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[102] did General Beauregard await its issue, expectant, the while, that similar sounds would soon be audible from the right and centre of the line. Instead of which, at about half-past 10 A. M., a messenger came from General Ewell, with the disappointing news that General Beauregard's orders to him for his advance upon Centreville, though forwarded quite early in the morning, had not yet reached him; but that, in consequence of a communication from General D. R. Jones, he had thrown his brigade across the stream at Union Mills. It was evidently too late to undertake the projected movement. The firing appeared to be still increasing on the left, while it would have taken Generals Ewell and Holmes from two to three hours to reach the position first assigned to them. Other combinations became necessary, and were immediately resorted to.
The movement of the right and centre [says General Beauregard, in his report], already begun by Jones and Longstreet, was at once countermanded, with the sanction of General Johnston, and we arranged to meet the enemy on the field upon which he had chosen to give us battle. Under these circumstances, our reserves not already in movement were immediately ordered up to support our left flank, namely, Holmes's two regiments, a battery of artillery under Captain Lindsay Walker, of six guns, and Early's brigade. Two regiments from Bonham's brigade, with Kemper's four 6-pounders, were also called for; and, with the sanction of General Johnston, Generals Ewell, Jones (D. R.), Longstreet, and Bonham were directed to make a demonstration to their several fronts, to retain and engross the enemy's reserves and forces on their flank, and at and around Centreville. Previously, our respective chiefs of staff, Major Rhett and Colonel Jordan, had been left at my headquarters to hasten up and give directions to any troops that might arrive at Manassas.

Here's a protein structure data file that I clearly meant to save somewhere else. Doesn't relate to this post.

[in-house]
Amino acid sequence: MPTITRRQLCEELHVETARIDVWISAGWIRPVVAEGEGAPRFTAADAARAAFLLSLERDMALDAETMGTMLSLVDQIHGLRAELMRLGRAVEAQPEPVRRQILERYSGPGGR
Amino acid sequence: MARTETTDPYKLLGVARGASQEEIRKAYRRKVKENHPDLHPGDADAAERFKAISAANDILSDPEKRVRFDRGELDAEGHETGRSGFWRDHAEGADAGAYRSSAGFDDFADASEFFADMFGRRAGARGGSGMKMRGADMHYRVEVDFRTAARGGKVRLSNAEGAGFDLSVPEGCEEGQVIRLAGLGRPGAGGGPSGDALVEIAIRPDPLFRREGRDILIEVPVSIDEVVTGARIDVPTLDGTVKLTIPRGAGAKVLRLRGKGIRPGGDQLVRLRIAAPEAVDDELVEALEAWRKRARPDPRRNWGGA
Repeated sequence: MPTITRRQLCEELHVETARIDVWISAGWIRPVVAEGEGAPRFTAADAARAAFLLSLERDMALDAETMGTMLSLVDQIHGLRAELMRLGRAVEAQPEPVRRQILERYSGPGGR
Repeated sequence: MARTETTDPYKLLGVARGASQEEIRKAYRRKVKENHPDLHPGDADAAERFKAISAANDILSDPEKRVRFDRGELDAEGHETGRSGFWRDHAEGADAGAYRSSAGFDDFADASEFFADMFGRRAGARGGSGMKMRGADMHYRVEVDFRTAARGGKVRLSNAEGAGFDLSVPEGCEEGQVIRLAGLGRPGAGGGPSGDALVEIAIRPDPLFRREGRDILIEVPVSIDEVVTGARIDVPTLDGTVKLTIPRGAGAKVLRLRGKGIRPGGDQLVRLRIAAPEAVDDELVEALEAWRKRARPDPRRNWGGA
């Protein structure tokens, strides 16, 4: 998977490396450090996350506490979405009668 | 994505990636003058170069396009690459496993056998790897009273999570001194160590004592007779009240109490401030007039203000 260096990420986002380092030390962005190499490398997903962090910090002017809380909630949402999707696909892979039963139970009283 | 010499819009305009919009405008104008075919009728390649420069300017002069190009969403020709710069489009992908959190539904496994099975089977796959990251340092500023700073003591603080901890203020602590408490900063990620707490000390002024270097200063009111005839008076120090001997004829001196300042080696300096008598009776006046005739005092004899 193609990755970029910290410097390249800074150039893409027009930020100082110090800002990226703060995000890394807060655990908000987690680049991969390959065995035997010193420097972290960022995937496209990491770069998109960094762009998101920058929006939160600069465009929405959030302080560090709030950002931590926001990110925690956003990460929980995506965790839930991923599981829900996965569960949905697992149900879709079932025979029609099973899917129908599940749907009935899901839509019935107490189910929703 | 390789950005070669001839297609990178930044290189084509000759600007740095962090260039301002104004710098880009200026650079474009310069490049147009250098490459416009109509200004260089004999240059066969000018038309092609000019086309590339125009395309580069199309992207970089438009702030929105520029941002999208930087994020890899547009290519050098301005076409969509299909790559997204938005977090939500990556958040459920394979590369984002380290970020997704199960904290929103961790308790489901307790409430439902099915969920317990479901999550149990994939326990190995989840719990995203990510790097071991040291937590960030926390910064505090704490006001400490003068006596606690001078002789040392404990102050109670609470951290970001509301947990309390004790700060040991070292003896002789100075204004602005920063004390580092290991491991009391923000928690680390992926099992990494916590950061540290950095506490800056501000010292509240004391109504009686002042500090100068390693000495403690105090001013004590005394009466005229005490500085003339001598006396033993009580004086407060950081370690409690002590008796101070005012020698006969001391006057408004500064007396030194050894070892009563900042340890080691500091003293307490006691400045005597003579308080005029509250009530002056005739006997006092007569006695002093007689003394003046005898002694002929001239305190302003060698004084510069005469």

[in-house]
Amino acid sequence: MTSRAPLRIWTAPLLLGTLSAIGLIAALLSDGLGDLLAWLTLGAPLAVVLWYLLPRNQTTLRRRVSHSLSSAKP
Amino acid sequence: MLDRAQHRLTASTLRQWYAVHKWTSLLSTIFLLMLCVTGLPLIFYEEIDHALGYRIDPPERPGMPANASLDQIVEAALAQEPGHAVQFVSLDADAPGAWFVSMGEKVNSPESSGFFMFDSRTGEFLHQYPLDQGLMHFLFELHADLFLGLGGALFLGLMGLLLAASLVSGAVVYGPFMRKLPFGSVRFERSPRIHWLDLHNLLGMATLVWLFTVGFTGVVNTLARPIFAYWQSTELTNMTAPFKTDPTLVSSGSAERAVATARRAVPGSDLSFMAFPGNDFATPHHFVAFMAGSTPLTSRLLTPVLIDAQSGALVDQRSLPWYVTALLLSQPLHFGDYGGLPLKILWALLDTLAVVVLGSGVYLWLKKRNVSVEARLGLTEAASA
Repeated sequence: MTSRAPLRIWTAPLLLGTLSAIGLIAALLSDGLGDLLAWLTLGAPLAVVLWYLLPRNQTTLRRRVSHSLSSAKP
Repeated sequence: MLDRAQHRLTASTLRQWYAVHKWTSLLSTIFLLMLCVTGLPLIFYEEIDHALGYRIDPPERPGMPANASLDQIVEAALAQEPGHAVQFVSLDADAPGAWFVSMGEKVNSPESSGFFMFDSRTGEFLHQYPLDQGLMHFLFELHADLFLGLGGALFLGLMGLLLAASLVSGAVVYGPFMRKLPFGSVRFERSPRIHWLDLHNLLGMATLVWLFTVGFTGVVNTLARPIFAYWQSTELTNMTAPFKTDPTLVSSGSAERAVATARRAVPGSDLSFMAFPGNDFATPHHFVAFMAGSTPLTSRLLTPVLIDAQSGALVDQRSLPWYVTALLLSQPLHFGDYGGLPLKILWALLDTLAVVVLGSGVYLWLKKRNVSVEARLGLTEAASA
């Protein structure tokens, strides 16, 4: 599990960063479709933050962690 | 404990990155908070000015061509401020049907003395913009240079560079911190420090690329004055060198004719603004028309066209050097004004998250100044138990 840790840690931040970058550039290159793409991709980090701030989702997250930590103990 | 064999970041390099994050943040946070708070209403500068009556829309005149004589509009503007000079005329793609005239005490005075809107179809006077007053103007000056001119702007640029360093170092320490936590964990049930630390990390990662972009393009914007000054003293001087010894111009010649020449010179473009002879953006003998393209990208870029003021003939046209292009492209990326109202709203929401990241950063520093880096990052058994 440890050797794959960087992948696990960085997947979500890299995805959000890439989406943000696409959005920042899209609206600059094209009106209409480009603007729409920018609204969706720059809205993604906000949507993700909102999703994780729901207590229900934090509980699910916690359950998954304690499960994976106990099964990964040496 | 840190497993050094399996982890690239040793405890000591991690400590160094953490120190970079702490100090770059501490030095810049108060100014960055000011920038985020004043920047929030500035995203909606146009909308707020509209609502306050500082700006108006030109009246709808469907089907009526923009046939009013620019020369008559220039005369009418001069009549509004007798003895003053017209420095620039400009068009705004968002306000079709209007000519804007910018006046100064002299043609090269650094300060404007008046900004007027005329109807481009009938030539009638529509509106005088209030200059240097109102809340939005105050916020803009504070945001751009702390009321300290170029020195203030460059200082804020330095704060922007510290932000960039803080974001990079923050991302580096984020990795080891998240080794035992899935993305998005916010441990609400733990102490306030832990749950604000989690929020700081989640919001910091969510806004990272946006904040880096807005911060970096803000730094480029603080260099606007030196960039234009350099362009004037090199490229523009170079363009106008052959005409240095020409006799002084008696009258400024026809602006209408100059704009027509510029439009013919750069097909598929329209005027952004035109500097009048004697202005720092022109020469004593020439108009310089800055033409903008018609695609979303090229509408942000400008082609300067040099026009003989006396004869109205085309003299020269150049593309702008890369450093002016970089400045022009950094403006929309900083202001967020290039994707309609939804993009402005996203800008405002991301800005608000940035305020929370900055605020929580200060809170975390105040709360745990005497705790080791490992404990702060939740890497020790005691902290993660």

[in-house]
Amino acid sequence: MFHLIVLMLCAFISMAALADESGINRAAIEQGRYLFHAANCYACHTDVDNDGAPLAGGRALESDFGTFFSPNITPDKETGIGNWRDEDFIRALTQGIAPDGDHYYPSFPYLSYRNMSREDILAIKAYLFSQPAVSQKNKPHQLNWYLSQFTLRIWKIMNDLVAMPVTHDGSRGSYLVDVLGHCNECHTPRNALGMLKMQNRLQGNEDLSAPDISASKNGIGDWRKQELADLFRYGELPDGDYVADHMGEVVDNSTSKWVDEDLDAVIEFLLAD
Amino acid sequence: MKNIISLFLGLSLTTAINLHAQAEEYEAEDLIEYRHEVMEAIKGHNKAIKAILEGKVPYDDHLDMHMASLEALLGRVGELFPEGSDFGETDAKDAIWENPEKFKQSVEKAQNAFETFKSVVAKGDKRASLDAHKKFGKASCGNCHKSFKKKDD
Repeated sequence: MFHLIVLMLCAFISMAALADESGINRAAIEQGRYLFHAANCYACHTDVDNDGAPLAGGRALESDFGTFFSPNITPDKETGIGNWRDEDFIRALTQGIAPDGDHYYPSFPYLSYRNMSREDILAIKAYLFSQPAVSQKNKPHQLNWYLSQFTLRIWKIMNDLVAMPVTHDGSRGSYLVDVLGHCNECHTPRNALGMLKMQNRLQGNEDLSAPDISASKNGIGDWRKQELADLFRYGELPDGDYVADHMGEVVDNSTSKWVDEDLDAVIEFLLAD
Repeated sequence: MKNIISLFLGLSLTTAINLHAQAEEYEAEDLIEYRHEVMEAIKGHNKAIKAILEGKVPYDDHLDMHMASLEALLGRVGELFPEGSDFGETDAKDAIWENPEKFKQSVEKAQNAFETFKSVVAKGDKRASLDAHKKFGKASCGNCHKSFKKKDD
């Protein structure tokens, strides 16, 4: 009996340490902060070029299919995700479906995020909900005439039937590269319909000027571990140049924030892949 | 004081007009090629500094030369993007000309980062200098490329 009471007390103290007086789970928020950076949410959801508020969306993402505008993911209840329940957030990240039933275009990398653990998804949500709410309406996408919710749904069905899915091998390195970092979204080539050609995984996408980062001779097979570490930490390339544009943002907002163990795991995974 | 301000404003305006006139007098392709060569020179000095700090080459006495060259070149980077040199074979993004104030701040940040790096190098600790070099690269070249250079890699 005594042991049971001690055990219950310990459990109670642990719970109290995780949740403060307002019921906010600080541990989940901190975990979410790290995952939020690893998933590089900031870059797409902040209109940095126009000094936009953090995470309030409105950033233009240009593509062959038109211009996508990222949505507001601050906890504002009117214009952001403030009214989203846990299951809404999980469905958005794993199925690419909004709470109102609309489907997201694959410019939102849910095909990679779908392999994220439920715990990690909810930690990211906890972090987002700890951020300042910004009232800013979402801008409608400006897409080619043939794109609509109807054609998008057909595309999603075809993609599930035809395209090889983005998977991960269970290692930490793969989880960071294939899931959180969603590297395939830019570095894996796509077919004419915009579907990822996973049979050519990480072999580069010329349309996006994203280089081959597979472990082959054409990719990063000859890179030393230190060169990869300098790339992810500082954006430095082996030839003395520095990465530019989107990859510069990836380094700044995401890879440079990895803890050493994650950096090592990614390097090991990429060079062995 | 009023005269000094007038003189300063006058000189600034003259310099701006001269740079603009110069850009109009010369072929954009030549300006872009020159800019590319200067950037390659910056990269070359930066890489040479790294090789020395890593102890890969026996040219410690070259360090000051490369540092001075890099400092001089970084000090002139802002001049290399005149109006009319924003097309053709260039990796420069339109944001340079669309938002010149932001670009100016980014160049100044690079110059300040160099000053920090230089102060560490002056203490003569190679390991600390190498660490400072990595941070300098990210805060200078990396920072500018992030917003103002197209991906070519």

And now, these orders having been rapidly despatched, Generals Johnston and Beauregard proceeded, at full gallop, to the imdiate field of action, where they arrived just as the forces under Bee, Bartow, and Evans had retired to a wooded ravine in rear of the Robinson House, south of the stone bridge—which was then gallantly held by the Hampton Legion.

At this critical moment disaster stared us in the face. Our men seemed to have accomplished all that could be accomplished against such overpowering numbers; and depression, added to exhaustion, was about to destroy their over-taxed endurance. The words of the brigade, regiment, and company commanders were drowned by the noise and confusion, the whizzing of balls and the explosion of shells. Generals Johnston and Beauregard rode among the

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Centreville (Virginia, United States) (2)
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